Grand Leaf ush­ers are walk­ing mon­u­ments

From Arm­strong’s Cup win­ner to Bea­tles, Bal­lard and Matthews, team’s el­der states­men saw it all

Toronto Star - - GTA GREATER TORONTO AREA - CUR­TIS RUSH THE NEW YORK TIMES

The NHL is cel­e­brat­ing its 100th an­niver­sary this year, but sev­eral peo­ple work­ing in­side the Air Canada Cen­tre do not need to read about league his­tory or hear about it.

Chances are they saw a lot of it in per­son.

These grand old ush­ers are be­lieved to be the long­est-tenured staff mem­bers in the NHL. Still work­ing for the Toronto Maple Leafs in their 70s, they could be re­clas­si­fied as walk­ing mon­u­ments.

Vic Brak­nis, 77, for in­stance, can talk in pre­cise de­tail about the 1955 ri­ots in Mon­treal, protest­ing the sus­pen­sion of Mau­rice Richard, be­cause Brak­nis was there.

Andy Mas­toris, 78, can rhap­sodize about the Leafs’ last Stan­ley Cup vic­tory in 1967, be­cause he was there.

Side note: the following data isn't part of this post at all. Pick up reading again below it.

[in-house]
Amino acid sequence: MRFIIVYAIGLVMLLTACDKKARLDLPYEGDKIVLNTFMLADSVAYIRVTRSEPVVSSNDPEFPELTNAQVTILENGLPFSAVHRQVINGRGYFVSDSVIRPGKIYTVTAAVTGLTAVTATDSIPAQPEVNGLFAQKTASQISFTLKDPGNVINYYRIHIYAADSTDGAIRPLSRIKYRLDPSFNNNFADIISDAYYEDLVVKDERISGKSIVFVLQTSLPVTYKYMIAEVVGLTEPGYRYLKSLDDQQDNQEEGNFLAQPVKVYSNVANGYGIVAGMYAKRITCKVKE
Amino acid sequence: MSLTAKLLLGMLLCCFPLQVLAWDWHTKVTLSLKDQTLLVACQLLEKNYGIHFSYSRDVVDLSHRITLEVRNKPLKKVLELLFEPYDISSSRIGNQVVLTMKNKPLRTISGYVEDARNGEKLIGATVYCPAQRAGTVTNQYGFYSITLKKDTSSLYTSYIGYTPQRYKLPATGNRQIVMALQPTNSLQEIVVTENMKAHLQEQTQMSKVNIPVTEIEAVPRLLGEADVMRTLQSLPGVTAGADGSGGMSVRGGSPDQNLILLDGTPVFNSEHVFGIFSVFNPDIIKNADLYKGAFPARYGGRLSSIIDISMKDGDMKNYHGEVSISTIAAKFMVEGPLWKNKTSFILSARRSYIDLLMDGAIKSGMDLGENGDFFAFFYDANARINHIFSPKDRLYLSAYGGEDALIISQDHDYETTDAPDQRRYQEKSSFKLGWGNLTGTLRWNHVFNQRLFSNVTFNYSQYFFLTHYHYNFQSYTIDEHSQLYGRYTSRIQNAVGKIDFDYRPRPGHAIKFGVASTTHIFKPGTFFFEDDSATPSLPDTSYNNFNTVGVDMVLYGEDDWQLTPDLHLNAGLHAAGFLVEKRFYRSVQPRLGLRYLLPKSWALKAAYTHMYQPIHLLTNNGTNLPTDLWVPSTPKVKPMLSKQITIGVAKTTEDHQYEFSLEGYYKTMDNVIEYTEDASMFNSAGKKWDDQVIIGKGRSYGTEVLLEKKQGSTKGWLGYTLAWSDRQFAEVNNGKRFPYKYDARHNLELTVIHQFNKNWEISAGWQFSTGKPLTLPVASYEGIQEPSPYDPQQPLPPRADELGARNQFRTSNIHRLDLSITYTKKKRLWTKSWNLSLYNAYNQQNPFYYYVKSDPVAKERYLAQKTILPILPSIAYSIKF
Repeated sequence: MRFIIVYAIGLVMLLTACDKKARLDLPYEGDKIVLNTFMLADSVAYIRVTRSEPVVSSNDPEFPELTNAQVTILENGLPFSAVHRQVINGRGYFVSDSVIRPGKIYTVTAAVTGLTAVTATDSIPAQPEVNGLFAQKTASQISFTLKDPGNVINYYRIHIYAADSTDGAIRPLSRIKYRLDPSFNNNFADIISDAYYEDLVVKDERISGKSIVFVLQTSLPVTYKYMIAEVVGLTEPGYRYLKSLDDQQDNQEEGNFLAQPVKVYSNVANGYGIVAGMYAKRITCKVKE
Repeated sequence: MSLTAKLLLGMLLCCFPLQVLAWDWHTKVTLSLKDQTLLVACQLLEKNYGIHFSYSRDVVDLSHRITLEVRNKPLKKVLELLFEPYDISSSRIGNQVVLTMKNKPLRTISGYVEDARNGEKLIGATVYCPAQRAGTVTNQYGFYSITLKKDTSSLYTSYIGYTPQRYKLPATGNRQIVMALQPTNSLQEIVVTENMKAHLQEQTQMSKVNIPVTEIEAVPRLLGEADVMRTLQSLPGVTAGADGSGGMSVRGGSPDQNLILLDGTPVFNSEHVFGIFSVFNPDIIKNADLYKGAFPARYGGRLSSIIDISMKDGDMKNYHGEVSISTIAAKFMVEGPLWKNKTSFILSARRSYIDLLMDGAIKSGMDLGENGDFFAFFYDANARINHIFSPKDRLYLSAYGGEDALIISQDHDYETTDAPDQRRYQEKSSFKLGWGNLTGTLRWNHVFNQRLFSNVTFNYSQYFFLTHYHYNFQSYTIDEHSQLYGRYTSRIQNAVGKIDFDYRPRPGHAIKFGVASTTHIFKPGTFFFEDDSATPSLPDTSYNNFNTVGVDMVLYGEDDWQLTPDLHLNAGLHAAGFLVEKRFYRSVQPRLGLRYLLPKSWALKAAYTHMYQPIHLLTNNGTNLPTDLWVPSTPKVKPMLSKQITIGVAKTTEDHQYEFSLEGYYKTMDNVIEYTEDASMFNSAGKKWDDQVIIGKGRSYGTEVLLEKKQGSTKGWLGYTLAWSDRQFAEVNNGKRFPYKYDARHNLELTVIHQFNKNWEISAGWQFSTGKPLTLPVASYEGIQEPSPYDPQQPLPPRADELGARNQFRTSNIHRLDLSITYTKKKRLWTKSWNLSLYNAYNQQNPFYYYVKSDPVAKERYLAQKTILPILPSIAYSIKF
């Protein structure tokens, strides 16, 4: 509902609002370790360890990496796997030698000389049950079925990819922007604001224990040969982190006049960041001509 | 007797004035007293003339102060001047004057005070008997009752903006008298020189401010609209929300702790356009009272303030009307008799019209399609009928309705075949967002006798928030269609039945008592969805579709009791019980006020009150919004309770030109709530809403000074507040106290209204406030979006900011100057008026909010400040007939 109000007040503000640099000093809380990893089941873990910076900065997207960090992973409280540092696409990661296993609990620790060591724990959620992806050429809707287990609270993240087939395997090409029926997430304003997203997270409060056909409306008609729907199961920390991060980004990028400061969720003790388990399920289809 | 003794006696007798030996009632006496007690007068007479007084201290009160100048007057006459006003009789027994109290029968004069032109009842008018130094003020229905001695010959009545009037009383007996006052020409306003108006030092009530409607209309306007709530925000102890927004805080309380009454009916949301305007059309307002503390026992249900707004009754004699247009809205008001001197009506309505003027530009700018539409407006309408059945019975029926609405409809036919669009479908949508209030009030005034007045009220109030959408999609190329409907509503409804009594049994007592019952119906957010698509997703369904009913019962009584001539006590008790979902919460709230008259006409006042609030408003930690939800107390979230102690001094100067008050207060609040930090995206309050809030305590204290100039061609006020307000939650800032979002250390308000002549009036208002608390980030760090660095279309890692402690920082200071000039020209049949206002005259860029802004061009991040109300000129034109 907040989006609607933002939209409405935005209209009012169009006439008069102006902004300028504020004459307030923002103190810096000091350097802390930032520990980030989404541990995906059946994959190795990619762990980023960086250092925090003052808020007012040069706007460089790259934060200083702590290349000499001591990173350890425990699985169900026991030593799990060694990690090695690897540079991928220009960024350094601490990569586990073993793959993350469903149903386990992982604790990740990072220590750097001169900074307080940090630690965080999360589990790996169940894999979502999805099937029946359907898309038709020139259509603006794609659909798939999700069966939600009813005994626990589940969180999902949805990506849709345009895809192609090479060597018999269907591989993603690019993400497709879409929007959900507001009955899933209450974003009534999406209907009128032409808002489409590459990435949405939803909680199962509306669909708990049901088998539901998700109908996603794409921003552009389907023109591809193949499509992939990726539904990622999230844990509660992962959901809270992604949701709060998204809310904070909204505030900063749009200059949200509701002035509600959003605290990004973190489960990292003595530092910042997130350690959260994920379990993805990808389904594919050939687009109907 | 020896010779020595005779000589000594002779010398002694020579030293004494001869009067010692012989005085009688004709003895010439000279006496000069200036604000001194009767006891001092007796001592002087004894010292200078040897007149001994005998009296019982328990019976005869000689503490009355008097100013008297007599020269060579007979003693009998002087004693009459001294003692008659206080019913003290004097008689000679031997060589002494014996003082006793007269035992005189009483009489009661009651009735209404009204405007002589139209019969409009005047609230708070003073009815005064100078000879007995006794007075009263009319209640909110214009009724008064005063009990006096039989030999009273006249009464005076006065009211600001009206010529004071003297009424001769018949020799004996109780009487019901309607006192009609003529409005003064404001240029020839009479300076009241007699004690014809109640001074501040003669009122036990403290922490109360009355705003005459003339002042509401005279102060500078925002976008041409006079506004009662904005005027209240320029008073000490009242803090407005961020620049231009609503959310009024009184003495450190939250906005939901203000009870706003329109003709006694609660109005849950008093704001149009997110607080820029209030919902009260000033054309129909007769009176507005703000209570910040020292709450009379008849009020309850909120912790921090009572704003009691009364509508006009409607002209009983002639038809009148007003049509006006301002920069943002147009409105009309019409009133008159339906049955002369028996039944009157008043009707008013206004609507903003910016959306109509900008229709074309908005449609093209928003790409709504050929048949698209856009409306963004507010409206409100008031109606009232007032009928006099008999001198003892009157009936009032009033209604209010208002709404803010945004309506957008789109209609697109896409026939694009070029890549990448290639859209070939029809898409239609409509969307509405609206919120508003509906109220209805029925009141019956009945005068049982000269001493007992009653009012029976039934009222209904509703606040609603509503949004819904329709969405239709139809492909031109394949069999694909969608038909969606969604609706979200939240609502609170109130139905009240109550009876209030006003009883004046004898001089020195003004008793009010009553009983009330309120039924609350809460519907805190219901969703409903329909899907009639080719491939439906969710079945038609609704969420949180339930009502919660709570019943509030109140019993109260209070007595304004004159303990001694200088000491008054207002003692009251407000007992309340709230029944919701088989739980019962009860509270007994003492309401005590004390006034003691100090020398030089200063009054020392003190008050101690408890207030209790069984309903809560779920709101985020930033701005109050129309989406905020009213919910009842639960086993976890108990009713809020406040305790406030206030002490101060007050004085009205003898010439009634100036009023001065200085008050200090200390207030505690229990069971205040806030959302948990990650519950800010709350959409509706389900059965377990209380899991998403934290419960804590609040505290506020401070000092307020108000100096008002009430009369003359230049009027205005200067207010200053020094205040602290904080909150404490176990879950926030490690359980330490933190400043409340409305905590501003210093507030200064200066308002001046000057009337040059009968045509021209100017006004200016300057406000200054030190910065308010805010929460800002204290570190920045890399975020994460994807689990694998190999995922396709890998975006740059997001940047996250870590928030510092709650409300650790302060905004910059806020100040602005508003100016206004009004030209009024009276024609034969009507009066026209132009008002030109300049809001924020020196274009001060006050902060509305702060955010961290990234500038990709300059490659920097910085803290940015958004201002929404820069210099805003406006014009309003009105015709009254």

And Craig Pal­frey, 70, can de­scribe a brawl that spilled into the hall­way at Maple Leaf Gar­dens in the 1970s, be­cause he was there.

Mas­toris leads the way with 53 years on the job. He started with the Leafs in 1964, when Mike Bab­cock, the team’s cur­rent coach, was a baby.

More than 20 Maple Leaf coaches have passed through the doors in Mas­toris’s time, and Canada has changed prime min­is­ters al­most a dozen times.

Pal­frey has been a main­stay for the Leafs’ or­ga­ni­za­tion for 44 years. Brak­nis, in his 25th sea­son, is one of the ju­niors. Imag­ine be­ing 77 and sit­ting only No. 37 on your or­ga­ni­za­tion’s se­nior­ity list.